The good news for value investors is that Shell (LSE: RDSB) (NYSE: RDS-B.US) is undervalued.
But it’s going to stay that way. That’s not-so-good news, but it’s not bad news. Shell’s share price is unlikely to grow dramatically but the company will keep on pumping out a large dividend, and that can make for a highly rewarding investment.
There are two fundamental reasons that explain why the market will never fully value Shell. First is a mis-match between Shell’s planning horizon and the City’s well-known short-termism.
Nothing highlights that better than the reaction to the company’s proposed acquisition of BG Group (LSE: BG). The response of the City’s teenage scribblers was to plug the numbers into their models and take issue with the economics of the deal based on the somewhat optimistic-looking outlook for oil prices predicated by Shell. Consequently, Shell’s stock dropped by 8% on the day the bid was announced, though it has recovered half that ground since.
From the perspective of a company like Shell, which works on planning horizons from exploration to production of decades rather than quarters, the deal makes strategic sense, and the timing was perfect. BG was a darling of those same teenage scribblers when it made some remarkably successful oil and gas discoveries. But it stumbled in bringing resources into production, its management got into a tail-spin, it suffered some unfortunate external hits in Brazil and Egypt, and the oil price fall hammered an already vulnerable stock price. Already with complementary businesses and assets, BG’s woes provided the ideal opportunity to fix a problem at Shell: its failure to replenish resources as fast as production.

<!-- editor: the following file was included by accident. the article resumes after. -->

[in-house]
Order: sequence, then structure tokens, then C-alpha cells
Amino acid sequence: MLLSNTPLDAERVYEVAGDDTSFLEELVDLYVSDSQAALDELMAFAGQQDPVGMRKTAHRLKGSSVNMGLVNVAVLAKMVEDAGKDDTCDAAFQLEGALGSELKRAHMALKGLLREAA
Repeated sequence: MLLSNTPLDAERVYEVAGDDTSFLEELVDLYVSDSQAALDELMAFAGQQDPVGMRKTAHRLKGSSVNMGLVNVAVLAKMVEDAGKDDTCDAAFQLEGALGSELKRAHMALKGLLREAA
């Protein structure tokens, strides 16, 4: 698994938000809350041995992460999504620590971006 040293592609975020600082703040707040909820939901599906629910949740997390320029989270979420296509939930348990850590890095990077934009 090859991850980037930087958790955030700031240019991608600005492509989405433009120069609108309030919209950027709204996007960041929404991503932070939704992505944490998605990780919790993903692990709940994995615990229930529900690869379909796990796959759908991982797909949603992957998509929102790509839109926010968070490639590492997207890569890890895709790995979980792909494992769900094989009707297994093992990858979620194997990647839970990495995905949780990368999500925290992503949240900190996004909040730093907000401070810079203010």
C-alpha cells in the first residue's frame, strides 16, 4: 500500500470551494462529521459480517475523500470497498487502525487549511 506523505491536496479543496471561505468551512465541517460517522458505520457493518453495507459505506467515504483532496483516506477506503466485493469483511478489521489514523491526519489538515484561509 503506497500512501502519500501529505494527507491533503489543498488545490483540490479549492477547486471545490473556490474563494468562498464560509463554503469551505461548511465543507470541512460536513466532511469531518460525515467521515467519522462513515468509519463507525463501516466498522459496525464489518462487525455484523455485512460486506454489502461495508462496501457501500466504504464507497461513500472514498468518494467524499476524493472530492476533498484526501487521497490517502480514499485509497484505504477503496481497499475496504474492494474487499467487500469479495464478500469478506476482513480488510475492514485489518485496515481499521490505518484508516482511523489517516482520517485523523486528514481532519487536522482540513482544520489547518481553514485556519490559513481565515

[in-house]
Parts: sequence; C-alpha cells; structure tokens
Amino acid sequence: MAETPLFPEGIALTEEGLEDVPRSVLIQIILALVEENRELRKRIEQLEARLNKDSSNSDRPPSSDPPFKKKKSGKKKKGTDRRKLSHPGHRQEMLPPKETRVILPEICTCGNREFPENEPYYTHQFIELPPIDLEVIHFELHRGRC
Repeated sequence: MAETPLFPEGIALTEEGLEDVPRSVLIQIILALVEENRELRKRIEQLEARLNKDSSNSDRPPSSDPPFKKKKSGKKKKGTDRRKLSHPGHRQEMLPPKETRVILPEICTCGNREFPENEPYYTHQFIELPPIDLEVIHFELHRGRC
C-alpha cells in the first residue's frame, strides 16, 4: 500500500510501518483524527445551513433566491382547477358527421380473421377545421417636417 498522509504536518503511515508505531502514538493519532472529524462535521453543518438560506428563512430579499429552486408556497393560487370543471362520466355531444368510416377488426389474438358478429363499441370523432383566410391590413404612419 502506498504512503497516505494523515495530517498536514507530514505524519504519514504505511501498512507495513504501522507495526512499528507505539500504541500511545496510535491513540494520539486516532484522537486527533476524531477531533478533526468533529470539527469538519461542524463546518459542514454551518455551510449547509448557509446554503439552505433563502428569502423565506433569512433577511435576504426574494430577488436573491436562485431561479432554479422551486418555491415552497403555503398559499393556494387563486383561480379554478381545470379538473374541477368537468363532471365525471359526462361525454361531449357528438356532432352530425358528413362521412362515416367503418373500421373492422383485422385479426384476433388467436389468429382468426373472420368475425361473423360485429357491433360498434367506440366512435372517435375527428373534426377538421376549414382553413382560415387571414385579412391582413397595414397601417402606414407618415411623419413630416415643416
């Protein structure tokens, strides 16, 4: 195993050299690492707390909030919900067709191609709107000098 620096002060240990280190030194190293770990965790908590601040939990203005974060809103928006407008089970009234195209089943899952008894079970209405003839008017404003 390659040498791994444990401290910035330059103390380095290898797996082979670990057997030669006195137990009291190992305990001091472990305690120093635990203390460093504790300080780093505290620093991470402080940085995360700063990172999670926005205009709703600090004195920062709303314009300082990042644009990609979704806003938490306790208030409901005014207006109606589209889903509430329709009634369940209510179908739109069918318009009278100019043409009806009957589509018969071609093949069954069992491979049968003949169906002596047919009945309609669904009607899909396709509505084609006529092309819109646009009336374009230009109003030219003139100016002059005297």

But it’s difficult to put common-sense into corporate-speak. I’m not convinced by Shell’s oil price outlook or its expectation that the acquisition will be earnings-enhancing in 2017, but if it looks like a good deal, sounds like a good deal and smells like a good deal then I’m on board.
The tension between long-term planning and City short-termism plays out across the resource sector, but it most punishes companies when they are out of favour with analysts.
There’s another, technical, issue that will hold back demand for Shell’s shares. The company is just too big. It’s already the largest constituent of the FTSE 100, making up 6.9% of the index. After consolidating BG, it will be around 9%. Even if institutions’ mandates allow then to concentrate more than 10% of their funds in just one stock, it’s hard to imagine many going much overweight. So there’s a natural cap on demand that will in turn put a damper on Shell’s stock price, however much it may be a screaming buy.
But that’s good news if you’re a dividend investor. Shell’s cash machine should keep on delivering a payout that hasn’t been cut since the Second World War. If the shares remain undervalued, then reinvested dividends buy you more shares.
Based on Shell’s intention to pay a $1.88 dividend this year and current exchange rate, then the shares are currently yielding 5.5%. Reinvesting those dividends would see the value of your holding double in 13 years, and treble in just over 20, assuming no rise or fall in the share price or payout.
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Tony Reading owns shares in Royal Dutch Shell and BG Group. The Motley Fool UK has no position in any of the shares mentioned. We Fools don't all hold the same opinions, but we all believe that considering a diverse range of insights makes us better investors.